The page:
Around 70 people formed a loud, confident picket line at Forest Hill School for boys in Lewisham, south east London, today, Tuesday.
Parents and children joined NUT union members who were striking against compulsory redundancies and increased workload.
The school faces £1.3 million in cuts as part of a “recovery plan” with Labour-run Lewisham council. It threatens to slash support staff and teachers at a time when jobs have already been cut.
Yet the school spends nearly £1 million a year on a Private Finance Initiative (PFI) contract—over 10 percent of its budget.
Teacher Kate told Socialist Worker, “We don’t think this job is sustainable if the cuts go ahead. We had 25 teaching assistants but now we’re down to just eight.”
Striker Chloe added, “There were redundancies before Christmas. And they have cut most of the midday meals supervisors. It’s less safe for children as there isn’t anyone around to watch them.
“If the other cuts go through it will reduce the school day and the curriculum. Religious Education will no longer be an option. And Modern Foreign Languages would be expected to teach English as an Additional Language support next year.”
NUT rep Joe told Socialist Worker that the biggest worry for workers is “how this impacts on the boys”.
“Our school has performing arts specialisms,” he said. “To see that potentially marginalised is very sad.
“Being able to create engaging lessons and give students quality feedback takes time. But the cuts would mean teachers with only three hours of planning, preparation and assessment (PPA) time a week.”
There’s widespread anger over the cuts in the area among parents. Parents and teachers planned to lobby a meeting of the Lewisham mayor and cabinet at Catford Town Hall on Wednesday this week. NUT members plan a two-day strike on Wednesday and Thursday of next week.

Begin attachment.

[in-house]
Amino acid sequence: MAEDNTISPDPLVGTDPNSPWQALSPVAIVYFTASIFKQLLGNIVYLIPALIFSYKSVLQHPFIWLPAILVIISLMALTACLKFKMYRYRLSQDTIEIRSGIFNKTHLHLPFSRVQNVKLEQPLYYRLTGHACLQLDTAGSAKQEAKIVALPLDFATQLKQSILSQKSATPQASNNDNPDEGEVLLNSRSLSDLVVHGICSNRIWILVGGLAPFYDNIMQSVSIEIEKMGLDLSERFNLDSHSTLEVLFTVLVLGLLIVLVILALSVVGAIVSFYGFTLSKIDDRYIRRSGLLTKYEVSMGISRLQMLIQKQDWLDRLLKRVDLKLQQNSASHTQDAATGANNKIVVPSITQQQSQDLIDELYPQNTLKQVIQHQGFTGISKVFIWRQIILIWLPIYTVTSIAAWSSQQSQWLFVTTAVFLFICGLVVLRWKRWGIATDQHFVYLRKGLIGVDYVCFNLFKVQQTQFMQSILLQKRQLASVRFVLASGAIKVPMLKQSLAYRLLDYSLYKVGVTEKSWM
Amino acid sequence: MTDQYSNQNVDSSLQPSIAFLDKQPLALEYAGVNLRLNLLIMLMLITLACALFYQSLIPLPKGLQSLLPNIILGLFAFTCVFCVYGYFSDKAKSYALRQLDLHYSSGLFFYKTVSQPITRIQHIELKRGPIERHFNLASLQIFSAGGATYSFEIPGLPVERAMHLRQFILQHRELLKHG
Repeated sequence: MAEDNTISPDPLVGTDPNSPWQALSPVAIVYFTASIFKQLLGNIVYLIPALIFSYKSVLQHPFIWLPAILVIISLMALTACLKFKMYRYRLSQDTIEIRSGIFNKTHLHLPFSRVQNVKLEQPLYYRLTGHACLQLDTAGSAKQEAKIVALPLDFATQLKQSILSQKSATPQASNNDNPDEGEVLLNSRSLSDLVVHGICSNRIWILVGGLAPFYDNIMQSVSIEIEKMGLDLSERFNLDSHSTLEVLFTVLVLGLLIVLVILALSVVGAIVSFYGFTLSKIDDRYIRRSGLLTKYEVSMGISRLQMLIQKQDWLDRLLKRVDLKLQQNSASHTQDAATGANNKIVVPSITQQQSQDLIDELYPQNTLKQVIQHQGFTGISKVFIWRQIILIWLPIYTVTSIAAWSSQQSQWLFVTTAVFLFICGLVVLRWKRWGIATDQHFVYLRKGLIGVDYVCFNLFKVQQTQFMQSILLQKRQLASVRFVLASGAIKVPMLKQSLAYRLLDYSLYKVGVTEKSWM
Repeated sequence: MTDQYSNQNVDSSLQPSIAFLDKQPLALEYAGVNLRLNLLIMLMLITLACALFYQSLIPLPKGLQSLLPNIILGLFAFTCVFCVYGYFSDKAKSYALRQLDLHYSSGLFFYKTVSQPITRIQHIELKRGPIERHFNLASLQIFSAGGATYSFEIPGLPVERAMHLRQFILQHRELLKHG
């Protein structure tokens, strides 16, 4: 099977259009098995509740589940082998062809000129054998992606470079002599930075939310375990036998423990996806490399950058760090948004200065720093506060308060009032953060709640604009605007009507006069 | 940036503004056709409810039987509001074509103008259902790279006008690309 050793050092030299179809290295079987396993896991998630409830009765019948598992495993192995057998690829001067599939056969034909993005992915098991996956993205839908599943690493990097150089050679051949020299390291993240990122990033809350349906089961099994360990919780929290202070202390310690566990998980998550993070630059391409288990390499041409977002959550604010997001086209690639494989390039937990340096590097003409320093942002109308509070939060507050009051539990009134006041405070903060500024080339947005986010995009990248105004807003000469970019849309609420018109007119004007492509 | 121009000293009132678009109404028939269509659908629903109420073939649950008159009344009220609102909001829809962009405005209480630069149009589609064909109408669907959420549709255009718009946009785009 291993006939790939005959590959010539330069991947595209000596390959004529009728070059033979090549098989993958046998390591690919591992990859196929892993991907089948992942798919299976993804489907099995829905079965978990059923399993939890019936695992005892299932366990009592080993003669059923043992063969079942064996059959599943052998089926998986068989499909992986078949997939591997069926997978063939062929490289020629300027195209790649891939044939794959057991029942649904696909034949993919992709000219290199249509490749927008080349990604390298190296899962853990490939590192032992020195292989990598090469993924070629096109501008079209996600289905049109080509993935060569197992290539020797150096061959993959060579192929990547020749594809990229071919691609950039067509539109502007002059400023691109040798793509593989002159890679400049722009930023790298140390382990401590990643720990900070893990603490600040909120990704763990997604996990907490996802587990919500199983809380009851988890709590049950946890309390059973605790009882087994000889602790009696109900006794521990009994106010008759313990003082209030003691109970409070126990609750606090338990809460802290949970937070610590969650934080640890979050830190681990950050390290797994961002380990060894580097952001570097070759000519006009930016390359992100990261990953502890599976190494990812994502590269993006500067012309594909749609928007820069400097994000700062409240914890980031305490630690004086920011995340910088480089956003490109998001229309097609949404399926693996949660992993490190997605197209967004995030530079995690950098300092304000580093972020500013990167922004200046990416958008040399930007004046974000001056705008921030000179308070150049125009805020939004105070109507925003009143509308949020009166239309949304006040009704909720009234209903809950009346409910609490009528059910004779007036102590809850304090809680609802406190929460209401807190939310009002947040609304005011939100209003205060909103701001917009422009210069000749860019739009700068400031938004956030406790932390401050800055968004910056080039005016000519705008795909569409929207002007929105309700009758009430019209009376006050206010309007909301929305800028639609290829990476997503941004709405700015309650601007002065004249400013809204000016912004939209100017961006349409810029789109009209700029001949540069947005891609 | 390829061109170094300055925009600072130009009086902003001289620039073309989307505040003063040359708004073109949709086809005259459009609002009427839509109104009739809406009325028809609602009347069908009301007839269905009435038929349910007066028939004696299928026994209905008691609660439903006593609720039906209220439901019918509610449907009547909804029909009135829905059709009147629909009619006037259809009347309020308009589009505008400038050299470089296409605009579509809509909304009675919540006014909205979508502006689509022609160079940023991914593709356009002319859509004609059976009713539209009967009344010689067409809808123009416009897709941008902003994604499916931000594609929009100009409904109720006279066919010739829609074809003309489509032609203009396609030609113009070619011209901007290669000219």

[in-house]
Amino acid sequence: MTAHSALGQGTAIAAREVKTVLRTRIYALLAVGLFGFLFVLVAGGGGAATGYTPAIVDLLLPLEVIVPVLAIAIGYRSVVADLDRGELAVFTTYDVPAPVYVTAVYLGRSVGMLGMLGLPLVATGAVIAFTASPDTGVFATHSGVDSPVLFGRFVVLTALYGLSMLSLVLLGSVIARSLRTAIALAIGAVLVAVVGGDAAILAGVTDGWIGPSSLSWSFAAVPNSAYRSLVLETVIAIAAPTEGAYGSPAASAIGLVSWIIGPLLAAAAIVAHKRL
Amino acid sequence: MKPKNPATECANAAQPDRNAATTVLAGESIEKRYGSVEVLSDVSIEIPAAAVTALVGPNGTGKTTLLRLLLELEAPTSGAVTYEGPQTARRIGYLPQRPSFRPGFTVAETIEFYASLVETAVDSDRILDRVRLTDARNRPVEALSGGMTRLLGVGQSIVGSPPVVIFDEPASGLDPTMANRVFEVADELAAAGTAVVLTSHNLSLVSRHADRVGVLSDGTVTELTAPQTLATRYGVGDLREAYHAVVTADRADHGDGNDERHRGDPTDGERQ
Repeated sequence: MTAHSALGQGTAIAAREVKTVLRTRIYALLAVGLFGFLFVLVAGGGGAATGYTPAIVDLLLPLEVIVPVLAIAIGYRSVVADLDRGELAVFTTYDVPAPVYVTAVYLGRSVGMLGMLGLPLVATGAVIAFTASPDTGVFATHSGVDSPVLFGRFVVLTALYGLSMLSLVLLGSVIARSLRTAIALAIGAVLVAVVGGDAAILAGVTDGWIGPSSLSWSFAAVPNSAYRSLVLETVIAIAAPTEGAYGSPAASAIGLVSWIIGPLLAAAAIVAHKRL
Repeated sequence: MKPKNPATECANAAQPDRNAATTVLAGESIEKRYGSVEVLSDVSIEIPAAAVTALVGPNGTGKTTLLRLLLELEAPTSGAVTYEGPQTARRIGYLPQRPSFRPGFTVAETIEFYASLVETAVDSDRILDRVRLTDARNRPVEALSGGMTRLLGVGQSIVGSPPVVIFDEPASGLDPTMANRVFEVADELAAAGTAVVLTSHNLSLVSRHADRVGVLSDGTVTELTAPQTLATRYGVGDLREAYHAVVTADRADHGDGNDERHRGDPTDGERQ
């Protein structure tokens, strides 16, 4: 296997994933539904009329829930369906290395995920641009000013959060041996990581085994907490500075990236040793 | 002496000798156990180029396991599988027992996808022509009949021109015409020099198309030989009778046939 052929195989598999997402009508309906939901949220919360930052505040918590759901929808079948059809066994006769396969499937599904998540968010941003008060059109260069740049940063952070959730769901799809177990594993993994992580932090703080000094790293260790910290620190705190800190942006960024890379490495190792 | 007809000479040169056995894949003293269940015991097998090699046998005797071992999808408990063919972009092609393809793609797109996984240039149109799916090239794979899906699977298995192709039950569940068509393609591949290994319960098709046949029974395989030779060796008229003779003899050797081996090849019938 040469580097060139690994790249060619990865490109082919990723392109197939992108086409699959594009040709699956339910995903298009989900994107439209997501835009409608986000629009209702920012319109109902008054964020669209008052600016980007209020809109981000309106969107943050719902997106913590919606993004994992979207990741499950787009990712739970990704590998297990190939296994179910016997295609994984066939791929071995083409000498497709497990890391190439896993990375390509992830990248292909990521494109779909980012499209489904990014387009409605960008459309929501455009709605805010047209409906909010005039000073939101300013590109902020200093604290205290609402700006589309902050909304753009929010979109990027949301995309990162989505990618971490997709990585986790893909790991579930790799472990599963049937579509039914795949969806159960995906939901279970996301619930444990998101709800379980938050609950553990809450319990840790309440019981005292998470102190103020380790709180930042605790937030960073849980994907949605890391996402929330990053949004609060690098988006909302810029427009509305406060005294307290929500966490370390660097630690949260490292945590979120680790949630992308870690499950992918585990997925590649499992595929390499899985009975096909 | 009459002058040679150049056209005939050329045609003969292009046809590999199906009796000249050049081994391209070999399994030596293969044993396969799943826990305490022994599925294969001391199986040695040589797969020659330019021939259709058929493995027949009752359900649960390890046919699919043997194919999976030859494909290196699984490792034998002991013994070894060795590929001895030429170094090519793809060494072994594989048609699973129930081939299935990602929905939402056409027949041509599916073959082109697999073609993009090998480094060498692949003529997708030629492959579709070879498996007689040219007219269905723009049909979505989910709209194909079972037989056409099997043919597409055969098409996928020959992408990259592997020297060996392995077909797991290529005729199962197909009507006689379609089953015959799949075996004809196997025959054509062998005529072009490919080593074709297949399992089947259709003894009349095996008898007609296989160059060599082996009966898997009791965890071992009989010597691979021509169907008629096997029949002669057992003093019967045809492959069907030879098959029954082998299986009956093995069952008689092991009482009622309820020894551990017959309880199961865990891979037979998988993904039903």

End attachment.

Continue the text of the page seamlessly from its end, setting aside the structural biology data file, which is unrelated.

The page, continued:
Parent Zoe set up the Forest Hill Parents’ Action Group and was among several parents on the picket line. “I’m worried for my son’s education,” she told Socialist Worker.
“I chose this school for the staff. The teachers are brilliant and I could see how they cared for the boys. It won’t be the same school after the cuts.”
Like many, Zoe said she was “furious” at the council. “They’ve told us they don’t do in-depth audits of school budgets any more,” she said. “It’s not good enough. This is public money and it’s our school and our children.”
Striker Jacob said the council had been too “dismissive” of workers. “The council could be much more supportive of their local school,” he said. “It’s a Labour council but they have basically said, it’s your deficit, deal with it.
“They could renegotiate the PFI deal and allow it to be paid over a longer period.”
Joe added, “Local Labour branches have passed motions supporting us, but we need the council to defend the school. We want them to fight for us.
“It’s not the boys’ fault we have a deficit. The staff didn’t cause the deficit. It’s mismanagement.”
Many strikers are proud to work in a community school and fear the cuts would destroy that. They described how staff have worked at the school for decades – and that cuts will lead to a higher turnover and more insecurity for children.
But they also feel they can beat the cuts. Zoe said, “We can make the council do something about this. I started the campaign group and within 24 hours we had 100 members. It just keeps growing. There’s lots of buzz around it.”
“We’ve had so many messages of support from other unions and parents,” added Joe. “We have to win.”